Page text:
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Few noticed it amid the usual frenzy over something President Donald Trump did, but the United States is now committed to staying in Syria for the long haul—with unforeseen consequences for America’s role in a turbulent and dangerous Middle East.
Secretary of State Rex Tillerson, in a Jan. 18 speech that received shockingly little coverage given the stakes involved, laid out what he termed “the way forward for the United States in Syria.” Tillerson outlined five laudable goals that—assuming he speaks for the president—would secure substantial U.S. national security interests: (1) the lasting defeat of ISIS and al Qaeda and any terror threat to the U.S. at home or overseas; (2) the resolution of Syria’s broader conflict through a U.N.-led political process that secures the departure of President Bashar Assad; (3) the diminishment of Iranian influence; (4) the safe and voluntary return of refugees and internally displaced peoples; and (5) a Syria free of weapons of mass destruction. Broadly speaking, this mirrors how the Obama administration publicly framed its policy on Syria.
For many former Obama officials, their handling of Syria is a tale of tragedy and frustration—a story of opportunities missed, deals not done, disasters not averted. But could Trump’s approach end up differently? After all, Tillerson made clear that this time, even with ISIS near defeat, the U.S. “will maintain a military presence in Syria.” In comments that turned a few heads among Middle East watchers, he said “it is vital for the U.S. to remain engaged in Syria… a total withdrawal of American personnel at this time would restore Assad and continue his brutal treatment against his own people.”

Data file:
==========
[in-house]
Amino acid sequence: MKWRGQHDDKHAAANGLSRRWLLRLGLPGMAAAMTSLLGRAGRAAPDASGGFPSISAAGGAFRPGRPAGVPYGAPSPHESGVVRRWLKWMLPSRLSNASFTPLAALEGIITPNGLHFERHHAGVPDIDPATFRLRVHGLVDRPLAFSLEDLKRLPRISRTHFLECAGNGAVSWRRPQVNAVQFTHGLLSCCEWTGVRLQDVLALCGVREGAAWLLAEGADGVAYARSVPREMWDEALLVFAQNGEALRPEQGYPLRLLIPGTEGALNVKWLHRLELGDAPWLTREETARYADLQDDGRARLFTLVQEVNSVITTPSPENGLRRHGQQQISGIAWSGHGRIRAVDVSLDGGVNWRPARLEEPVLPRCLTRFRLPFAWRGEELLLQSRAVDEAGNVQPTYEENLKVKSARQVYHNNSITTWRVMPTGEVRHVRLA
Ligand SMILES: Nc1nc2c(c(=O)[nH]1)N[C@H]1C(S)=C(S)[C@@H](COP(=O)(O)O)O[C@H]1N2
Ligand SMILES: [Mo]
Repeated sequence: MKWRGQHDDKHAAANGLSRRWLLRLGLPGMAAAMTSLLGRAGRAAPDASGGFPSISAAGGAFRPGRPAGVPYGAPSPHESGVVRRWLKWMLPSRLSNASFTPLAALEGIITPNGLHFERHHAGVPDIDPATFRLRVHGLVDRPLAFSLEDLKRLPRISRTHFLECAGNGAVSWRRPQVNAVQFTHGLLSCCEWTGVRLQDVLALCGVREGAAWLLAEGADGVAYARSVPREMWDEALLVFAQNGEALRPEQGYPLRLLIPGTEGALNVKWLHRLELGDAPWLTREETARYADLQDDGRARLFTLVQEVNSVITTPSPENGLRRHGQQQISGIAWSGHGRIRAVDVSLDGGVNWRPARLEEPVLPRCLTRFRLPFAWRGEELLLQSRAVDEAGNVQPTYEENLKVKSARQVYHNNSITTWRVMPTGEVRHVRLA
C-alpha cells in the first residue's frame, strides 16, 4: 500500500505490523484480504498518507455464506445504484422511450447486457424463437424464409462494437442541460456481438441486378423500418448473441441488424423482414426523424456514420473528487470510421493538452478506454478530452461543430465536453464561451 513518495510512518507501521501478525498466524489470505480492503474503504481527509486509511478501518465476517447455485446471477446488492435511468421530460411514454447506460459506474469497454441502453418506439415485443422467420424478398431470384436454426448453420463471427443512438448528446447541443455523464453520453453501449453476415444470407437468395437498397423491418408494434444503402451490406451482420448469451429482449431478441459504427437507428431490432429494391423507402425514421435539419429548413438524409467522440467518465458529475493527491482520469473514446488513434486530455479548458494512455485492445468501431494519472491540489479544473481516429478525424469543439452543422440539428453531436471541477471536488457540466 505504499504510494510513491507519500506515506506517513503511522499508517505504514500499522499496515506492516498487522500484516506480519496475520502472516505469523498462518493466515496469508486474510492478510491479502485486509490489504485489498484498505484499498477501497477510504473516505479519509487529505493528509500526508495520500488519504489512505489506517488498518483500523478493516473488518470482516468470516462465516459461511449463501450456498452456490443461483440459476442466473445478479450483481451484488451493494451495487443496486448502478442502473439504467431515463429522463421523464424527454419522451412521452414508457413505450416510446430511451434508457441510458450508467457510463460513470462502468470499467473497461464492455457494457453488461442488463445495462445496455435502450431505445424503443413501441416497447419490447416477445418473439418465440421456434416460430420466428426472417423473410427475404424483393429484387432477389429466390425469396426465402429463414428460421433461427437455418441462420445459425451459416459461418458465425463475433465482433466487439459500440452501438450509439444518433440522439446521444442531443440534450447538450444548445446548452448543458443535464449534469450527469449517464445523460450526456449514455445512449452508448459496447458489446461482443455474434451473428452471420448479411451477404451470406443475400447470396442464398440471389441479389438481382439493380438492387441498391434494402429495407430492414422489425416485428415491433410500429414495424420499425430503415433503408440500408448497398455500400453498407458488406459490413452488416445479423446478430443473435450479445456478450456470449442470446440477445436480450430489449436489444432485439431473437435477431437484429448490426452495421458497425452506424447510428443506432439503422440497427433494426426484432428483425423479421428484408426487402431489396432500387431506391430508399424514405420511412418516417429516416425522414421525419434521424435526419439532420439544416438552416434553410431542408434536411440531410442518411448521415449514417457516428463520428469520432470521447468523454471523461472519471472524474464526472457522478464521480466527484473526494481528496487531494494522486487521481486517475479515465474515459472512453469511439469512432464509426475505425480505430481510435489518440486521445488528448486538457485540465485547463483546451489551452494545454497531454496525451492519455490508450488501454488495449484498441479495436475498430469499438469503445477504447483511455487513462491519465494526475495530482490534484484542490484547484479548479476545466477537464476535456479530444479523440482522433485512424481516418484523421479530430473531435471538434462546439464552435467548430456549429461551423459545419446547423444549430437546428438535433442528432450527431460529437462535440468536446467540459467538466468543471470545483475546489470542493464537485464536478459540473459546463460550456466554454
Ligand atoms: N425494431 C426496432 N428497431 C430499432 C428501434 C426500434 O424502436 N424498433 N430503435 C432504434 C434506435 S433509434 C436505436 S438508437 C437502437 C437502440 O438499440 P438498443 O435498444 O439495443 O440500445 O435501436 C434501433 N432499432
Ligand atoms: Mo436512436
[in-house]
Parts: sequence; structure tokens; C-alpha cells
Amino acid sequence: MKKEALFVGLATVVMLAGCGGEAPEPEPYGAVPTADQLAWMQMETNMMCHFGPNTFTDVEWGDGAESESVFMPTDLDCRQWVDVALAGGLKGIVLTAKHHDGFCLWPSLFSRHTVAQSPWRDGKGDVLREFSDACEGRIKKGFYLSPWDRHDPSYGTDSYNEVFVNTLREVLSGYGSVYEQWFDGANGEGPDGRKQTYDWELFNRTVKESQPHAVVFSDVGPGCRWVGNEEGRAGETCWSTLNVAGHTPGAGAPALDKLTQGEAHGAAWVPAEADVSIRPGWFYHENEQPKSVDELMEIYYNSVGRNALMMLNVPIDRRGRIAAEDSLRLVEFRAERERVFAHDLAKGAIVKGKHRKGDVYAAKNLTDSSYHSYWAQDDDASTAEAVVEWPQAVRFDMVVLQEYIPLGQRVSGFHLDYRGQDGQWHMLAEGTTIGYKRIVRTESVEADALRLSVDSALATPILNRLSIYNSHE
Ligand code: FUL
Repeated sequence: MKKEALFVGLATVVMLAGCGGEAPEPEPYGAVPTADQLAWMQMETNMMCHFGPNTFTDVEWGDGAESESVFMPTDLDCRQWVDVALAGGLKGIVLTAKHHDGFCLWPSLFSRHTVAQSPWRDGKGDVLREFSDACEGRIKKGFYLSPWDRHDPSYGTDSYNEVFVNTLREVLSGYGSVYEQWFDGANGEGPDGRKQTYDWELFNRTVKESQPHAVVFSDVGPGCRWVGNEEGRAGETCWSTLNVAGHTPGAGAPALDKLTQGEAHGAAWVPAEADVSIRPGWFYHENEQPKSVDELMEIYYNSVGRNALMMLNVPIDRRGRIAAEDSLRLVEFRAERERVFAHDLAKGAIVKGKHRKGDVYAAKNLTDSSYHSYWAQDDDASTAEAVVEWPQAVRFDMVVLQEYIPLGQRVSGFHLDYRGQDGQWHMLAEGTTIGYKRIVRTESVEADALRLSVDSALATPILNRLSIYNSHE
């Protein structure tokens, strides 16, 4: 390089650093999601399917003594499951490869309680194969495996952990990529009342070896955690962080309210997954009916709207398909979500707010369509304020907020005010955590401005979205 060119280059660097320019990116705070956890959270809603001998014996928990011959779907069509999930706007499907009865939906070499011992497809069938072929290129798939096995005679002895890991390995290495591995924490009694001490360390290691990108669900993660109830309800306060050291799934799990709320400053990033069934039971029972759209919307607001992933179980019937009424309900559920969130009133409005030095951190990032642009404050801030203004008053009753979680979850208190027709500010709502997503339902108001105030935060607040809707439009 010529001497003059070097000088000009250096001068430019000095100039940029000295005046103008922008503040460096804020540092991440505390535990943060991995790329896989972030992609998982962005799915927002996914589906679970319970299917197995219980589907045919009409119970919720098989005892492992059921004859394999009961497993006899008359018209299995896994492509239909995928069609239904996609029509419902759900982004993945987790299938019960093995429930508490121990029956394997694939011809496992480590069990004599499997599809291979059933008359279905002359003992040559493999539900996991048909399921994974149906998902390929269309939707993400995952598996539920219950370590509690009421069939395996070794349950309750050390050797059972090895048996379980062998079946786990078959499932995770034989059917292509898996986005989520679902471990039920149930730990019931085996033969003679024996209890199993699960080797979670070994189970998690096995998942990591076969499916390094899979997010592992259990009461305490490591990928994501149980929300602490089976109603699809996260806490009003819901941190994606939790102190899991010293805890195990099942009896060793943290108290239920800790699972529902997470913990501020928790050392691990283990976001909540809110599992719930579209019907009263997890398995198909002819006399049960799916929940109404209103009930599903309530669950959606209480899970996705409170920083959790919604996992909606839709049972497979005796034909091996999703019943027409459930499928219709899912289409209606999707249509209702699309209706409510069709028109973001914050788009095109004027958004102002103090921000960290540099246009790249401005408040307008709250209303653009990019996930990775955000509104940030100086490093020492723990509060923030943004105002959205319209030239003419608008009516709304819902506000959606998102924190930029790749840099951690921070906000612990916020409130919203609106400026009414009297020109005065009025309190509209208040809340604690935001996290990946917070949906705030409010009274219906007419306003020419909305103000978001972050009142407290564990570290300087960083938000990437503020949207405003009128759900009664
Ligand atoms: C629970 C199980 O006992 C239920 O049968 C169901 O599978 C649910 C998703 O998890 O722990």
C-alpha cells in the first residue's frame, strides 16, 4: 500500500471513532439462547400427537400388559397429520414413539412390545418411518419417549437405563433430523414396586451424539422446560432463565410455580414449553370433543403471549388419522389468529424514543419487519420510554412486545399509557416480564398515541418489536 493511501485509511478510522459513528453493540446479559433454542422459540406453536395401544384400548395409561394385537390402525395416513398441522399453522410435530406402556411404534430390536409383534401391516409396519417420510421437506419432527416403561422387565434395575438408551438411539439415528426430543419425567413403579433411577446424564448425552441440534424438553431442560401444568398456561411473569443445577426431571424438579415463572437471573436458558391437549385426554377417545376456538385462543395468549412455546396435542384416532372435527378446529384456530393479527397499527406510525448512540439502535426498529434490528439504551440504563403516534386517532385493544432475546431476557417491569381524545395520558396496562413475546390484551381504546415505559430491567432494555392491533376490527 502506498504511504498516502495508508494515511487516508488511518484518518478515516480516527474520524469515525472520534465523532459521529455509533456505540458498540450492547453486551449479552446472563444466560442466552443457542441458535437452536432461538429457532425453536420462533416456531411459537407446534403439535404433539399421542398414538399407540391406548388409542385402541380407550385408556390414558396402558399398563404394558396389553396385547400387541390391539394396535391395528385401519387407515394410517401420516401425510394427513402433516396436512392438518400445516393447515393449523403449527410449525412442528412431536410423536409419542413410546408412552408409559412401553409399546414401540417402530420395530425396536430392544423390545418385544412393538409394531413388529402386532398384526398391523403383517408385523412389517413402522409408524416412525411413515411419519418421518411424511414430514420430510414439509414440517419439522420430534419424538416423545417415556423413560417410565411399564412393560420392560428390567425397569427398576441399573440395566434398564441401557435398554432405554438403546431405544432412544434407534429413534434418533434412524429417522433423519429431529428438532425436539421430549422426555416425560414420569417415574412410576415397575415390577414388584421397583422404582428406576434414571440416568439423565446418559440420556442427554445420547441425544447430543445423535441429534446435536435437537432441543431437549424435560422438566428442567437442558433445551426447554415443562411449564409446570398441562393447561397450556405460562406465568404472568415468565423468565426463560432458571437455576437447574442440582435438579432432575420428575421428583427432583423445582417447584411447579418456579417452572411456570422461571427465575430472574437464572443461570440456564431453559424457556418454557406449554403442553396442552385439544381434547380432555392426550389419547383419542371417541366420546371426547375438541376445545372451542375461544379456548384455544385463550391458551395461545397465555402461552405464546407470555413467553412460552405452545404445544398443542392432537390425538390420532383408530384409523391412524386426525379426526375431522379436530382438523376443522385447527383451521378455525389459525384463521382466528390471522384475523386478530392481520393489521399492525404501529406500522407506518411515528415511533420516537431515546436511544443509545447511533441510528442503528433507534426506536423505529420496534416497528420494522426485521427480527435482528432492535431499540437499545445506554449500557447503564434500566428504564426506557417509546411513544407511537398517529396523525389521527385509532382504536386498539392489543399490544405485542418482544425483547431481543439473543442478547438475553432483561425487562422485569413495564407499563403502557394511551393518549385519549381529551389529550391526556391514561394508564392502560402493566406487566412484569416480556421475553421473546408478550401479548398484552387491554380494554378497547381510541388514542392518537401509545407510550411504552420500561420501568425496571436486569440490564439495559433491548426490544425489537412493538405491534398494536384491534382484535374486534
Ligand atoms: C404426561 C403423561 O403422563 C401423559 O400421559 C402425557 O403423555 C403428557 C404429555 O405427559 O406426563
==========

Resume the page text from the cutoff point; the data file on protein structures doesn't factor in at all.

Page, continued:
The Trump administration should be praised for bringing clarity to an issue of significant strategic concern. It is encouraging to have America’s policy priorities now clearly laid out in public, and it’s reassuring that the administration has overcome its internal advocates for disengagement. That is the good news. The bad news is that the objectives set out by Tillerson are just that: objectives; and wildly unrealistic ones at that. As with Obama—who declared in 2011 that Assad must go yet consistently rejected calls for a more assertive approach—there is no indication that Trump’s team has developed or begun to implement a strategy to match its grand goals, nor that it plans to deploy the resources necessary to accomplish them.